by Marsha Rakestraw
Backpacks, bells, and bus schedules are taking center stage as millions of kids, parents, and teachers jump into a new school year.
If you’re a parent, it’s a great time to integrate humane choices into your child’s school experience and to inspire others.
If you’re a teacher, the fresh start of a new year provides an excellent opportunity to implement new habits, lessons, and explorations into your classroom and school.
Here are 10 tips for helping create a more humane school experience:
1. Invest in eco-friendly, healthy, humane products.
There are numerous online stores for purchasing recycled or eco-friendly paper, pens, and pencils, backpacks, crayons, and more.
If you don’t know where to start looking for such items, there are a slew of blogs and news outlets that have covered green products and supplies. Try a web search for “eco-friendly school supplies” or “green back to school,” being sure to also think about the impact of those school supply choices on people and animals. (Many “big box” stores are also starting to carry more eco-friendly supplies.)
Back-to-school clothes don’t have to mean supporting sweatshops. Thrift stores, clothing swaps, and sweatshop-free products all offer alternative choices.
You can also think beyond the classroom to the entire school and talk to teachers, administrators, the custodians, and cafeteria workers about choosing humane and sustainable products. From paper towels to cleaners to napkins to staplers, there are plenty of opportunities to make positive choices.
2. Develop relationships.
No one wants to feel like they’re being told what to do or to feel defensive or judged. Get to know your child’s teachers/parents and other members of the school/family, so that you can learn to know them as people, develop compassionate communication skills with them, and serve as a role model for healthy, humane practices.
Find others concerned about the same issues and start working together and helping support each other.
3. Introduce eco-friendly and humane practices into the classroom.
If you’re a parent, talk with your child’s teacher and develop a positive relationship, so that you can feel confident in offering positive suggestions.
The opportunities are limitless, from starting recycling programs, to sharing supplies, to reducing waste, to minimizing paper use, to promoting healthier and more sustainable snacks, to reducing various “prints” (carbon footprints, foodprints, waterprints, etc.).
4. Integrate humane education activities into the curriculum.
Use our Resource Center of lesson plans and activities to get you started and to help spark your own creativity.
You can also use/recommend books like books by IHE’s president Zoe Weil and Black Ants and Buddhists by Mary Cowhey (for elementary kids).
If you’re a parent, recommend humane education activities to the teacher and offer to lead a lesson on a humane topic that supports the curriculum and is interesting to the kids.
5. Suggest relevant resources.
There are a plethora of books, websites, videos, and other resources available that focus on humane education and social change issues.
Find ones that are pertinent to what your teacher/other teachers are doing and recommend them. If you leave any “agenda” behind, teachers and parents often appreciate learning about new and useful resources.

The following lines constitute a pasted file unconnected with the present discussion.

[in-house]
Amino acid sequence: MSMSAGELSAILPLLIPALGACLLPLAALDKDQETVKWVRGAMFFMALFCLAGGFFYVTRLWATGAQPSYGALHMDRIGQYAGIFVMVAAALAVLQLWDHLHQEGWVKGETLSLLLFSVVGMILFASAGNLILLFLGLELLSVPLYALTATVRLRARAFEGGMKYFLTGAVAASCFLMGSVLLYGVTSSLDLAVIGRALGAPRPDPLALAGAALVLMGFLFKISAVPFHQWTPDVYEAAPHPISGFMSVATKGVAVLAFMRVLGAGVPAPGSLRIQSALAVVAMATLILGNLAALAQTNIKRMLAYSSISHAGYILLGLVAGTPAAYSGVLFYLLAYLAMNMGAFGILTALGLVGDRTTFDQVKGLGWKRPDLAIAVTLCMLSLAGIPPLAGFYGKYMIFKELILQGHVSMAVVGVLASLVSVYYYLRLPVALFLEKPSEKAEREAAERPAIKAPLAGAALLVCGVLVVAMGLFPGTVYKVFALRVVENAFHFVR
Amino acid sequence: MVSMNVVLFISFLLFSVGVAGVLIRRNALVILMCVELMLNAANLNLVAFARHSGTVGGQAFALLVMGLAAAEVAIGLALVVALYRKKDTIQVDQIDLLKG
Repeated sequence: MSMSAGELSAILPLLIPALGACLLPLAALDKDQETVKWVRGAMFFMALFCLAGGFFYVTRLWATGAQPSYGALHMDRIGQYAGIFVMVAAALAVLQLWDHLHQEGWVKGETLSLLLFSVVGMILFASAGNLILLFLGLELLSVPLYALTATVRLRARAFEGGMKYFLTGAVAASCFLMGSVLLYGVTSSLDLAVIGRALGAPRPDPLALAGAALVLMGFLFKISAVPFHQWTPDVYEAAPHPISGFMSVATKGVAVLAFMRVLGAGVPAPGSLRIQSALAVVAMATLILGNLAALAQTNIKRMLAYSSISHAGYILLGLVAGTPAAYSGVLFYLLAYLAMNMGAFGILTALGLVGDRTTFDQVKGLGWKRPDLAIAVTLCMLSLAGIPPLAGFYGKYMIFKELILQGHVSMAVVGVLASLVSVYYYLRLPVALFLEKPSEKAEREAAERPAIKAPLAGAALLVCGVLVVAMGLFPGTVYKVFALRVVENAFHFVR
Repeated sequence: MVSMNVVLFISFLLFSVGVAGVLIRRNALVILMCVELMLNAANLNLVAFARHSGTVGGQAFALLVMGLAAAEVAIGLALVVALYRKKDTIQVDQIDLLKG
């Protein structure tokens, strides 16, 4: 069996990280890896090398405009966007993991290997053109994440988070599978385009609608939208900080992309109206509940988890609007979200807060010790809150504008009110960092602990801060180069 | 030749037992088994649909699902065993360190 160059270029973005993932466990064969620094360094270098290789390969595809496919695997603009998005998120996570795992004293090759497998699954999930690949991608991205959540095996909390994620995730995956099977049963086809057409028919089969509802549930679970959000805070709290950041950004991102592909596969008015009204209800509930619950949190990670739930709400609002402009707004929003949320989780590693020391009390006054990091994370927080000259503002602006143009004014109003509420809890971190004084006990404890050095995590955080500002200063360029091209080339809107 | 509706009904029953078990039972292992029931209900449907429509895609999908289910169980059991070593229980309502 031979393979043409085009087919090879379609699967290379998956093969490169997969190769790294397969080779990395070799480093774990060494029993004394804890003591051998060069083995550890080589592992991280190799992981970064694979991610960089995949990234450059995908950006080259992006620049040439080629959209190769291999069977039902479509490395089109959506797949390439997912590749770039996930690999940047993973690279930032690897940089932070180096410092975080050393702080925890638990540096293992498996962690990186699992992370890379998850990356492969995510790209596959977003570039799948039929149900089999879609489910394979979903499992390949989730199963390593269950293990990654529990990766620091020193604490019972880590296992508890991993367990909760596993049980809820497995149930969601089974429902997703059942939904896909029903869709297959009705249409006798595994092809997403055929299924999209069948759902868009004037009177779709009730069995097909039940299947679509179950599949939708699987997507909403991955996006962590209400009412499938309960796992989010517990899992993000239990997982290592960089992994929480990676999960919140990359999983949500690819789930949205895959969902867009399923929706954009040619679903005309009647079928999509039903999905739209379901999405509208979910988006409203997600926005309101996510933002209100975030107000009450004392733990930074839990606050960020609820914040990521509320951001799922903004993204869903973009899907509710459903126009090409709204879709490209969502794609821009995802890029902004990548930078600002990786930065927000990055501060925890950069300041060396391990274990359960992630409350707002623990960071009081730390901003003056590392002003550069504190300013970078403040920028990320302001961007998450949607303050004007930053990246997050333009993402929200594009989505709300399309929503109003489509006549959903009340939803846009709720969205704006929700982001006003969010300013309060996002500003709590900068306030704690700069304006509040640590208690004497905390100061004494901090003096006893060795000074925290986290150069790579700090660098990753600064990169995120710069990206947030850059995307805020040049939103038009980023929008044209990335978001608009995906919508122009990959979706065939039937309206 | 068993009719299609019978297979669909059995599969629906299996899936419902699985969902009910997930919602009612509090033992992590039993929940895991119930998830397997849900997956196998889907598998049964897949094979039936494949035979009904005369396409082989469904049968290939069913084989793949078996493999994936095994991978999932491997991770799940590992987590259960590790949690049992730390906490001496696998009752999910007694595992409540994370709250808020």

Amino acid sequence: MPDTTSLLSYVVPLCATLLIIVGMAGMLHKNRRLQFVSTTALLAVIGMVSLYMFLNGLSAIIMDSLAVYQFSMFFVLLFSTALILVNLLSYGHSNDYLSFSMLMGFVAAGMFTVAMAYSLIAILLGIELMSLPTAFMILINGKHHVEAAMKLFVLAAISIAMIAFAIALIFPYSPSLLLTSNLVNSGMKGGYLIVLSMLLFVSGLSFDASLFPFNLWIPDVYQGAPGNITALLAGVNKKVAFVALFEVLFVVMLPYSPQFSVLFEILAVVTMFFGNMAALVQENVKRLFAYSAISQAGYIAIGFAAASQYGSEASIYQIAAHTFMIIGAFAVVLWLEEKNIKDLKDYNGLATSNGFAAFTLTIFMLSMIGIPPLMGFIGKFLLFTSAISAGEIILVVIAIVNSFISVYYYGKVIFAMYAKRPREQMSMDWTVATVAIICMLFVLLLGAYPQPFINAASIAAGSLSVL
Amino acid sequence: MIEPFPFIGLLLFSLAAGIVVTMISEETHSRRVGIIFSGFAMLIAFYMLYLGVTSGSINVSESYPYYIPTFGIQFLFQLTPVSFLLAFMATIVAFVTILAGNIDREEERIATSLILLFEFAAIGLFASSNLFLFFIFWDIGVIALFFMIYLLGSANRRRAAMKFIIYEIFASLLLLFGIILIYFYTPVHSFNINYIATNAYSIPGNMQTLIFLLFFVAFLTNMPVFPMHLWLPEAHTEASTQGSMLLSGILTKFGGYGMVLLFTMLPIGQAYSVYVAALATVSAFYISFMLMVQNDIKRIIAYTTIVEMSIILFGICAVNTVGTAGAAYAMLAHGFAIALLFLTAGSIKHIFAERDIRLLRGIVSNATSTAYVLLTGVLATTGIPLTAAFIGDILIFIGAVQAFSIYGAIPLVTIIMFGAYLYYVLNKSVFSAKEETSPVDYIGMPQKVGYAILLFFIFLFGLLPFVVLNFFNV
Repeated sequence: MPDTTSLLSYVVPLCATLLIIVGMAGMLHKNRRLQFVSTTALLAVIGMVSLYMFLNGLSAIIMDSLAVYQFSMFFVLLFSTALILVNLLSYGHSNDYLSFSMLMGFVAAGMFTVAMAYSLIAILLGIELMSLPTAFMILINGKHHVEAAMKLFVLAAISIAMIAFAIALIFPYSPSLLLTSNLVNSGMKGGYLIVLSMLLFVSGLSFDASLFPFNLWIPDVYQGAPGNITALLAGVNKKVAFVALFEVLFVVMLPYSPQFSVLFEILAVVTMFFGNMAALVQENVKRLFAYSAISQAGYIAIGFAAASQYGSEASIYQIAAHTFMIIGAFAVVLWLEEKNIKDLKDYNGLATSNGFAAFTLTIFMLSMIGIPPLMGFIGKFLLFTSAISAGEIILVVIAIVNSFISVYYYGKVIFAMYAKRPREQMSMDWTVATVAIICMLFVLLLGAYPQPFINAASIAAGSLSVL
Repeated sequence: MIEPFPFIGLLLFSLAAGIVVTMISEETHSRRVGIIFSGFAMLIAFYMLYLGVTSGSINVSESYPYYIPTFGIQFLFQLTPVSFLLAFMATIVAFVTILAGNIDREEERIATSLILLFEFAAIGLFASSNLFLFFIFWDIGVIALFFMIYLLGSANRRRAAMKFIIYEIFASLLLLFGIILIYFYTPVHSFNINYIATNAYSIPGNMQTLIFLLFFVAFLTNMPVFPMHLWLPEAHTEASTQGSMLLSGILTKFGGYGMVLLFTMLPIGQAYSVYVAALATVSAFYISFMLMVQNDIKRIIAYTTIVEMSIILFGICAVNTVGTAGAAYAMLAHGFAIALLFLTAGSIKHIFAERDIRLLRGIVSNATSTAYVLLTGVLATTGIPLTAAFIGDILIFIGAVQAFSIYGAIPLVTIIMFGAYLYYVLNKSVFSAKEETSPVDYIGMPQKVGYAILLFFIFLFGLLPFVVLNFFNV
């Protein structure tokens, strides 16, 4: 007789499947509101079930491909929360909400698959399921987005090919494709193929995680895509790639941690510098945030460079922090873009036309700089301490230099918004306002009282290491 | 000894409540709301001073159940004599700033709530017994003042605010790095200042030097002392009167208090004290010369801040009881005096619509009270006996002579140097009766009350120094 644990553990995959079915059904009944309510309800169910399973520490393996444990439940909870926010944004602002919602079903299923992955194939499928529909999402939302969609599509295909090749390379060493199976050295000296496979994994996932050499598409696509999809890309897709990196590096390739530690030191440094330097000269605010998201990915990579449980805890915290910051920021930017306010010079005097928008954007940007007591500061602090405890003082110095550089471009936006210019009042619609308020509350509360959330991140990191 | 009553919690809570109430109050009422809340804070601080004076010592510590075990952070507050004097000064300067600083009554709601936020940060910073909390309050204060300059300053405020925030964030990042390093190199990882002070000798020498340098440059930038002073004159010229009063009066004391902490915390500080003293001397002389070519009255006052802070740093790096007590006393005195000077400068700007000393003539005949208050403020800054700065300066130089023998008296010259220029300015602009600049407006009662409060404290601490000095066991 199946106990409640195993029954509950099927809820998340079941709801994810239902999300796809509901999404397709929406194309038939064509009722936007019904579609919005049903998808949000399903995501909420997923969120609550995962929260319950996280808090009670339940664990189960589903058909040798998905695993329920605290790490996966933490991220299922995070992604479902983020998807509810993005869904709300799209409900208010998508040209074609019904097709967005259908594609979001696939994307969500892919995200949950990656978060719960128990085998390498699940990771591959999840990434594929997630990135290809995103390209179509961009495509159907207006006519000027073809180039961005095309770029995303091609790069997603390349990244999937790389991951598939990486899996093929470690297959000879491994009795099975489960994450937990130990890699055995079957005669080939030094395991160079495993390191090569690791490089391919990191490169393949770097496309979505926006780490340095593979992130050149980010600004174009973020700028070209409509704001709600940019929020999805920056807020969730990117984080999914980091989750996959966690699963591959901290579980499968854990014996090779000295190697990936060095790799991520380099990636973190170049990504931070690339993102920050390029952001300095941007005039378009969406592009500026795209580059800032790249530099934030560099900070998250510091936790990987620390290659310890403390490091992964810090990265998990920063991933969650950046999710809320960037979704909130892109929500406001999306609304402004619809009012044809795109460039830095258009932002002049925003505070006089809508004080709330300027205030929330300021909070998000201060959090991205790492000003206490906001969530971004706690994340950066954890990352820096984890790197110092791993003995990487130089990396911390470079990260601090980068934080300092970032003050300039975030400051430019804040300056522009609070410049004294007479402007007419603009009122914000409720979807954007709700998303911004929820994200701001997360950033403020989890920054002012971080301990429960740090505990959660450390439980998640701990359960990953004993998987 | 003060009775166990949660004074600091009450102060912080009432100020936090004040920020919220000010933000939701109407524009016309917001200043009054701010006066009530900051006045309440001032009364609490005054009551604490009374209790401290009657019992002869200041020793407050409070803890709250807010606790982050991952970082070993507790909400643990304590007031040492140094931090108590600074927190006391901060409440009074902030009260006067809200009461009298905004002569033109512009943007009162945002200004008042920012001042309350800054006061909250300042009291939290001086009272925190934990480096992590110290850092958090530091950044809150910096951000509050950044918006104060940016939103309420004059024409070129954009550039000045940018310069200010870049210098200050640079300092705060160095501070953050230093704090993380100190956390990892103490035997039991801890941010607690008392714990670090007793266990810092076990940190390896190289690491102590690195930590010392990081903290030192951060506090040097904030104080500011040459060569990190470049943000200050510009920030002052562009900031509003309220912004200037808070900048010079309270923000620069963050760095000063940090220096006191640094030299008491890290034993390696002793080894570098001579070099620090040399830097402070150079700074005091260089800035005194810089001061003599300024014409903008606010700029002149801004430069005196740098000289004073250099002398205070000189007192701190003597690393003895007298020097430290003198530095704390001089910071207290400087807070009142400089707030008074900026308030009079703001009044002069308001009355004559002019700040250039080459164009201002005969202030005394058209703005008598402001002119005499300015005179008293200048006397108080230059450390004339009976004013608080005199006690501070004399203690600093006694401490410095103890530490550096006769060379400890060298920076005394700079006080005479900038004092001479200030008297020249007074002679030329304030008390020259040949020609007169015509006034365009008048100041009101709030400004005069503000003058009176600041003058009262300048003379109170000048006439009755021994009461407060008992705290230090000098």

6. Look for special opportunities to introduce humane concepts and issues.
Observances are one opportunity. Columbus Day coming up? Share resources about the experiences of indigenous people related to the “discovery of America.”
Halloween? Host a costume swap and offer vegan, fair-trade chocolate treats (along with a discussion of the connection between child slavery and chocolate).
Bake sale? Bring tasty organic, fair-trade, vegan treats.
Class party? Provide/suggest sustainable supplies, activities, and resources.
Is the school planning a donkey basketball game or to hatch chicks? Bring awareness about these issues and suggest alternatives.
There are plenty of opportunities for facilitating humane connections.
7. Help implement healthy, sustainable, compassionate lunches in school.
Schools all over the country are working on revamping school food programs.
Check out resources such as waste-free lunches, healthy school lunch programs, organic gardening programs, farm to school programs and others for guidance and inspiration. If you’re sending your child to school with lunch, be sure to send healthy food and waste-free containers and dining ware.
8. Offer your expertise.
If you’re a teacher, work with other teachers, parents, and administrators to bring awareness to humane issues and suggest ways to implement positive actions.
If you’re a parent, offer to volunteer in your child’s classroom, to give presentations (or arrange presentations) about social justice topics, or manifest your expertise in some other way.
9. Suggest humane fundraising ideas.
Instead of magazines, wrapping paper, junk food, or slave-sourced chocolate, choose creative projects that provide a good service or product, while also benefiting people, animals, and the planet.
10. Help develop school-wide projects that benefit the community.
How about organizing walk to school days? Cultivating school gardens and natural areas? Community tree planting? Initiating service learning based around humane issues? Conducting energy or water use audits?
We frequently read in the news about the terrific projects schools are implementing to help create a better world.
Whether you’re a parent, teacher, or concerned citizen, there are nearly unlimited ways to help your community’s schools make choices that do the most good and least harm for all people, animals and the planet.
Start with small steps, and soon you’ll be working up to powerful changes.
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